GAA Football

"Winning. Just winning." - Paddy Tally wants current Down crop to forge their own tradition

Paddy Tally served alongside James McCartan and Brian McIver in Down for three years, before subsequently joining McIver in Derry. The Galbally man is the new number one in Down and says it's simply all about winning for him.

IT was a Sigerson Cup game back when he was playing for St Mary’s that first opened Paddy Tally’s eyes to what coaching really was.

They were playing Queen’s and Kieran McGeeney was centre-back. He wanted to drop off and protect the space in which Paddy McGuinness was trying to deal with a young Peter Canavan.

Jim McKeever knew this would happen. In his usual understated manner, he told Tally to line up on McGeeney and then drift off him.

‘Come deep, go wide, wherever. Find the space. Be the link. They’ll have to come and mark you eventually, and that’ll give Canavan the space we want him to have.’

He kicked two points and eventually, it happened. McGeeney had to go and mark him. The space opened up for Canavan. St Mary’s won the game.

That was coaching in a nutshell. Identify the problem, find the solution, implement it.

A fringe member of the Tyrone squad that reached the All-Ireland final in 1995, he was a long-serving forward for Galbally Pearses, a thriving young senior club four mile from Dungannon.

He built beside his parents’ home place and lives there with his wife Lynn and their two children. The spire of the chapel pokes into their eyeline at the front door, with the community centre and GAA club a mile in the road, decked head-to-toe in red and white.

There isn’t a village to speak of, but a huge sprawling townland that stretches nearly from Pomeroy to Carrickmore, and provides over 200 children to the primary school just yards away.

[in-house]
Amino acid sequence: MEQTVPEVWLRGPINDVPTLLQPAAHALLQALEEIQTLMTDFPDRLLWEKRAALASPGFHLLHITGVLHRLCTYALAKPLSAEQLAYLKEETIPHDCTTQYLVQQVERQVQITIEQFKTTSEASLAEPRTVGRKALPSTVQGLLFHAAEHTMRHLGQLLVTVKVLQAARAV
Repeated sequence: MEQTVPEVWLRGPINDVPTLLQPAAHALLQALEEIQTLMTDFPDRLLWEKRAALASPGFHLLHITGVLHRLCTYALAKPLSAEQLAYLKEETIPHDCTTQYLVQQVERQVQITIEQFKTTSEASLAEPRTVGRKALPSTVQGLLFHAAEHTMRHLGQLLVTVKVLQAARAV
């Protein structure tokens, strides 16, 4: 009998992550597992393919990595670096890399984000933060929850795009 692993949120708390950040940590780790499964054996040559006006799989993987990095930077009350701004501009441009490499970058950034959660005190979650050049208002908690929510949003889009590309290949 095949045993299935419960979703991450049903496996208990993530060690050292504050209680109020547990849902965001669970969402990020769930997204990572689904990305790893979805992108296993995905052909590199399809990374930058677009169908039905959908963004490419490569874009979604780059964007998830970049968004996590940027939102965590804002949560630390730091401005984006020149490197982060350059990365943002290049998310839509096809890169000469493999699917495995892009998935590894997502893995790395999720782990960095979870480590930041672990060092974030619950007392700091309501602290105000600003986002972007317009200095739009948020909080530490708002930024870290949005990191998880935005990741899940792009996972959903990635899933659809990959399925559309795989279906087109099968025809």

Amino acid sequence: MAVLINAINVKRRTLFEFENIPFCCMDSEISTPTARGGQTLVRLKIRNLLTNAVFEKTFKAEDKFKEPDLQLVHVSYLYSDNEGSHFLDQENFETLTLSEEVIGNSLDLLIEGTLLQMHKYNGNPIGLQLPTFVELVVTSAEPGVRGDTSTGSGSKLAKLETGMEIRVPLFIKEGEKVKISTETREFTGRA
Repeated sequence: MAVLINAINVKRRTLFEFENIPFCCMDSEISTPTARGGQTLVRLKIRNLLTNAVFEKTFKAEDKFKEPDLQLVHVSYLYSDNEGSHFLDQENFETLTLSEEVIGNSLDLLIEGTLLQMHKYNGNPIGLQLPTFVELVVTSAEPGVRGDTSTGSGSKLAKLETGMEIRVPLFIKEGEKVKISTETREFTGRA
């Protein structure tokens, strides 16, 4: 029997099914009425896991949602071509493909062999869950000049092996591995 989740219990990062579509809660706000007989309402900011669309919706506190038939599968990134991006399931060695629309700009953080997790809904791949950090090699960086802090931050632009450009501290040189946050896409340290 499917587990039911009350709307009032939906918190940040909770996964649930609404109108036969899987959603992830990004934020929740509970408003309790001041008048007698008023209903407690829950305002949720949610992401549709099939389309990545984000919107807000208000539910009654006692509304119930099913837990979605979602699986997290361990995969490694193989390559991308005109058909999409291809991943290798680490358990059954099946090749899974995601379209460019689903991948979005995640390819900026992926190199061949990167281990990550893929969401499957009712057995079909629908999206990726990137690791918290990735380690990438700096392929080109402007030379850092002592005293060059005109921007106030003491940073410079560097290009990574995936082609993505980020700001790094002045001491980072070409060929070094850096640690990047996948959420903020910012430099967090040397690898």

The two-tone blue of Galbally is temporarily replaced by the county coat of arms. In his days, Tally lived for big wins with Galbally. An intermediate league in 1991, reaching a second ever senior championship final six years later. Big wins with Tyrone, too.

The sideline is a cage in one way, and a doorway in another.

“Nothing ever replaces playing. It’s the greatest thing you’ll ever do. The enjoyment of it.

“What you play football for is that buzz after a big win, that feeling of satisfaction and even relief when you’ve won a big game of football. If you’ve played well on top of that, all the better.

“That feeling of winning is the greatest thing you’ll ever have. It’ll carry you for days, and then you go back to training.

“The closest thing you can do is coaching. It’s the satisfaction of seeing players enjoying winning games. You understand how they feel, and that’s a great buzz for them.

“You know they’ve been rewarded for the work they’ve put in. That’s where I get my kick out of, is seeing players experiencing those wins.

“You don’t get the same buzz when you’re coaching or managing. You’re there to do a job, to ensure that the players are successful.

“But it is very satisfying if you’ve a team that does well, and they get a kick out of it.”